[Just a reminder to all: I make an effort to approve all comments regardless of the writer’s perspective. But when it comes to contentious issues like this (where passions are strong), I recommend reviewing my comments policy before writing your response.]
I agree with the basic premise of author Mark Lockhard’s recent post on the Sojourners website entitled “Making Guns our God”: Claiming that the best response to “the other’s” (real or imagined) possibility for violence is to have an equal or greater capacity for violence of your own is not in line with any flavor of Christian thought (thoughtless Christianity exempted). It is also futile and never ends well, as both history and recent news headlines have repeatedly shown.
But, I tend to be a bit more of a pragmatist, I think. We will not and cannot eliminate guns from society, and while I will never own a gun myself, I realize that we as a society have to make room for those who like having and using guns for sport and personal enjoyment; as well as for those who hunt.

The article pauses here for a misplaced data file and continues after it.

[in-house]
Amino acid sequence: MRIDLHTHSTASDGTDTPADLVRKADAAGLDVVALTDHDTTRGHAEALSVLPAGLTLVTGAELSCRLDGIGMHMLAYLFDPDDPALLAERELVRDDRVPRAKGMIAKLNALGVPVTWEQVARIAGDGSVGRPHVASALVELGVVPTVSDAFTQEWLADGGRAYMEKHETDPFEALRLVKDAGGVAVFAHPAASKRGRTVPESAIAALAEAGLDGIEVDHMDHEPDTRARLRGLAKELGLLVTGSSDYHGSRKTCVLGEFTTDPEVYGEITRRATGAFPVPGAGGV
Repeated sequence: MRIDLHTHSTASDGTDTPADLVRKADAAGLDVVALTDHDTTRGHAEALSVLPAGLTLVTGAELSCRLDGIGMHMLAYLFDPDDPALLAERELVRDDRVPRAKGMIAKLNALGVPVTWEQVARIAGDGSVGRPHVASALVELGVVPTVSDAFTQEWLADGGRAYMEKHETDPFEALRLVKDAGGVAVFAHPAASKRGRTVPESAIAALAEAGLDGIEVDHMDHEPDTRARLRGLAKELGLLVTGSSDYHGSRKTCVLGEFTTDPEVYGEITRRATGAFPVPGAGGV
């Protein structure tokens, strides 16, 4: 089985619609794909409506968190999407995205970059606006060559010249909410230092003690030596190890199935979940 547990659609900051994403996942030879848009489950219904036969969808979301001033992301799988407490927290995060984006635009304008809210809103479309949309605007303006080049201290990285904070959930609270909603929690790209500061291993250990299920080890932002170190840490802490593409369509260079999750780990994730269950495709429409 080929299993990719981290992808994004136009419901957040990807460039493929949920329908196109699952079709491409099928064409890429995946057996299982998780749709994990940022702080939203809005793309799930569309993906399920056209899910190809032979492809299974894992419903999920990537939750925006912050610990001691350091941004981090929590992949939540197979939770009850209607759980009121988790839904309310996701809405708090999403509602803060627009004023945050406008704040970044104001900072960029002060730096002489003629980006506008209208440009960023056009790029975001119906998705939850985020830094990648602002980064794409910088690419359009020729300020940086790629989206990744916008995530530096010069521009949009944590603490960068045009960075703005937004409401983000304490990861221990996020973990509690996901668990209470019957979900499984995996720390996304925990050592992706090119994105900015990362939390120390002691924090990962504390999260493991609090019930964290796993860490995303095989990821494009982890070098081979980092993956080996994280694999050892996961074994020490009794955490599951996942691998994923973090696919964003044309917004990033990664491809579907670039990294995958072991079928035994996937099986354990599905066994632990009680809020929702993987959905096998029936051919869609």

The gun debate is about where to draw the line when it comes to owning tools of violence. We don’t allow people to own all the atomic bombs, fighter jets, tanks, or grenade launchers they want to have – i.e., our laws already make it clear that people cannot arm themselves with whatever weapons they want. So, the claim that gun ownership must have no limits [whether based on a questionable reading of the 2nd amendment or not] is unreasonable, just as a complete ban on all gun ownership is equally unreasonable. The line is somewhere in between.